Well, this is a new one on me . . . sourcing local foods in the Caribbean region for chefs on megayachts, as Carol Bareuther reports in this article from The Triton newspaper.
They might be expensive. They might be hit-or-miss in availability. They definitely won’t be all in one place.
Yet, as Judith Michailiuk, a former freelance charter chef who has worked on sail and power yachts from 50- to 170-feet, knows, locally grown fruits and vegetables are much fresher and tastier.
“I went all the way across the Atlantic with some red and green leaf lettuces and mesculin that I got from a farmer in Antigua and they were still fresh when we reached Gibraltar,” said Michailiuk, who splits her time between Canada and the Caribbean where she runs a yacht provisioning business called Loose Ends during the winter in Antigua.
There is increasing interest from megayacht chefs for locally grown produce, said Claire Budhlall Spronk of Spronks’ Mega Yacht Services at Camper & Nicholson’s Port Louis Marina in Grenada.
“There will always be those who want to offer only what the guests might be used to in Europe and North America, but more chefs want to offer dishes that reflect the region, and that means local produce,” she said.
Sourcing local produce can be more challenging than one call to a supplier or one stop at a supermarket. Some farmers walk the docks at Caribbean marinas such as IGY’s Rodney Bay Marina in St. Lucia, but this is more of an exception than the rule.
Therefore, a yacht chef’s best bet is to visit the local market where there’s an opportunity to create relationships with farmers or a provisioner who specializes in locally-grown products.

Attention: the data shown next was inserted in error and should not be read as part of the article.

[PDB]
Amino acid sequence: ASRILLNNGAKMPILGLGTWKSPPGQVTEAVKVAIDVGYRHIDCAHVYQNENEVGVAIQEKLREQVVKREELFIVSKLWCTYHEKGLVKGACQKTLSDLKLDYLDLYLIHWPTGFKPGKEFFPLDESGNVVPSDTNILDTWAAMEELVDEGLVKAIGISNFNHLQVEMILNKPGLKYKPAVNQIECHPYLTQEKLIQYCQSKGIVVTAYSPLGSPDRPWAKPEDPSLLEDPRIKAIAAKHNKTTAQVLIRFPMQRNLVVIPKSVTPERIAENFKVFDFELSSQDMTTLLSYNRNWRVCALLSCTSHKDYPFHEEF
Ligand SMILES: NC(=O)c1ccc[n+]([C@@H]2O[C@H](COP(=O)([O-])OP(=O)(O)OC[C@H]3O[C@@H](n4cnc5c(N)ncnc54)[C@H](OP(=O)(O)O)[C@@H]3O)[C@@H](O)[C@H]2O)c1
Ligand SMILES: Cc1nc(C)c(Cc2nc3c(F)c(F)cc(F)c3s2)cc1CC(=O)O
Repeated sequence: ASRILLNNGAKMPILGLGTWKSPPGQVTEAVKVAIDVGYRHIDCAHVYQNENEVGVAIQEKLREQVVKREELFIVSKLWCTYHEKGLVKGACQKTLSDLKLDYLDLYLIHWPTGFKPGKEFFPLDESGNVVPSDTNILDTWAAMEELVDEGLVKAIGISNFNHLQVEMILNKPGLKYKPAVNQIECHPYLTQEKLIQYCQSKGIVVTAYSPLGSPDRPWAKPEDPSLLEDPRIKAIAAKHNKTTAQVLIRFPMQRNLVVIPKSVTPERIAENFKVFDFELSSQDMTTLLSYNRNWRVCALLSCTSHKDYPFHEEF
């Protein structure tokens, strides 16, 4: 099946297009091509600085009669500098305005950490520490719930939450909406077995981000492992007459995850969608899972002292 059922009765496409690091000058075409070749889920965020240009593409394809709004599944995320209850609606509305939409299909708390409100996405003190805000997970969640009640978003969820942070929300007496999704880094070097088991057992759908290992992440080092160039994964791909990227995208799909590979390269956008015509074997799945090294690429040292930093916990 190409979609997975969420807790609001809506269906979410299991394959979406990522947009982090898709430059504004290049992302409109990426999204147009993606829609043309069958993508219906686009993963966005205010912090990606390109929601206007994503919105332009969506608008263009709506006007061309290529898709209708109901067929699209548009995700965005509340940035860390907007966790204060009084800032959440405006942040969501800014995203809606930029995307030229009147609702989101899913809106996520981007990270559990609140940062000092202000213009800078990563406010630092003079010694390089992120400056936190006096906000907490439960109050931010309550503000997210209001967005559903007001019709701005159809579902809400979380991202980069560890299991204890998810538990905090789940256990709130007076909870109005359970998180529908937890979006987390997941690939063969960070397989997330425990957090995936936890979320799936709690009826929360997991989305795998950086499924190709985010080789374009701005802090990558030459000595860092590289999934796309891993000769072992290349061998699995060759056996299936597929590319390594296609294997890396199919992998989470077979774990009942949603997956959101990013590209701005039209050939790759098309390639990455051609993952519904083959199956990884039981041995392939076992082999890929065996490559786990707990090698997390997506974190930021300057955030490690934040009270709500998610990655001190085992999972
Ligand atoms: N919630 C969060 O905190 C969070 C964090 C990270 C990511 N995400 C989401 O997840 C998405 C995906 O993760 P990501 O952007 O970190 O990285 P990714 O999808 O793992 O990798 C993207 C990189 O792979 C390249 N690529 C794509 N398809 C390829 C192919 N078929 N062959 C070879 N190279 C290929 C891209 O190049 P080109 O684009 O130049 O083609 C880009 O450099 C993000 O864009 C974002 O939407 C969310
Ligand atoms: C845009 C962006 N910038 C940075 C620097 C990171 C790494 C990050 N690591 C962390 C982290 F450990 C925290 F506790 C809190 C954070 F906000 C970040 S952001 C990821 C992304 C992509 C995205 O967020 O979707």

Every Caribbean island has a fresh foods market.
In Puerto Rico, the Mercado Agricola Natural Viejo San Juan is located in the San Juan Museum on Norzagaray Street in Old San Juan. It’s close to the megayacht docks at Club Nautico de San Juan, open every Saturday at 8 a.m., and boasts more than two dozen vendors selling fresh, organic produce.
East on the U.S. Virgin Island of St. Thomas, the Rastafarian farmers of We Grow Food sell their fresh, organic produce the first and third Sunday of each month at IGY’s Yacht Haven Grande marina.
“The yacht chefs are usually looking for fruits,” farmer Benita Martin said. “They are surprised to see we also grow broccoli, cauliflower and greens. I am always so amazed how important it is to the chef and their boss to have organic, locally grown produce.”
The Castries Market in St. Lucia is about half an hour by car from IGY’s Rodney Bay Marina. Saturday is the big day.
But “during the week, there are vendors on the roadsides who sell all day long,” said Portia Mogul, the marina’s marketing, sales and event coordinator. “There are also some farmers who grow high-end greens and provision directly to our marina tenants.”
Antigua’s big open-air market is located in St. John’s, a 30-minute drive from the many marinas to the south. Yet closer to the yachts, Sarah Sebastian, manager of the Antigua Yacht Charter Show and a broker for Nicholson Yachts, recommends Bailey’s Supermarket in Falmouth Harbor.
Bequia-based Iris Mösing, charter chef aboard the 75-foot ketch S/Y Shaitan of Tortola, takes the ferry to the Kingston market in St. Vincent when she wants to stock up on local produce.
“I make sure I go with $20s and $50s EC (Eastern Caribbean) because nobody has change,” she said. “I leave each of my bags with the market ladies that I bought the produce from so I don’t have to lug everything around. I’ve never had any problem doing this.
“In fact, the ladies are great. They will even tell you how to cook something if you don’t know. Then, when it’s time to go, I ask one of the ladies to get me a ‘pusher’. One of the boys or ‘pushers’ will bring a wooden cart and help me load up everything at once to take back to the boat for about $10 to $20 EC.”
In addition to the Kingston market, Narendra Sethia, base manager for Barefoot Yacht Charters in St. Vincent & the Grenadines, said “There are also individuals we can contact who grown their own produce and will deliver to the yachts.”
For the original report go to http://thetriton.com/article/2011/11/local-fruits-and-veggies-abound-caribbean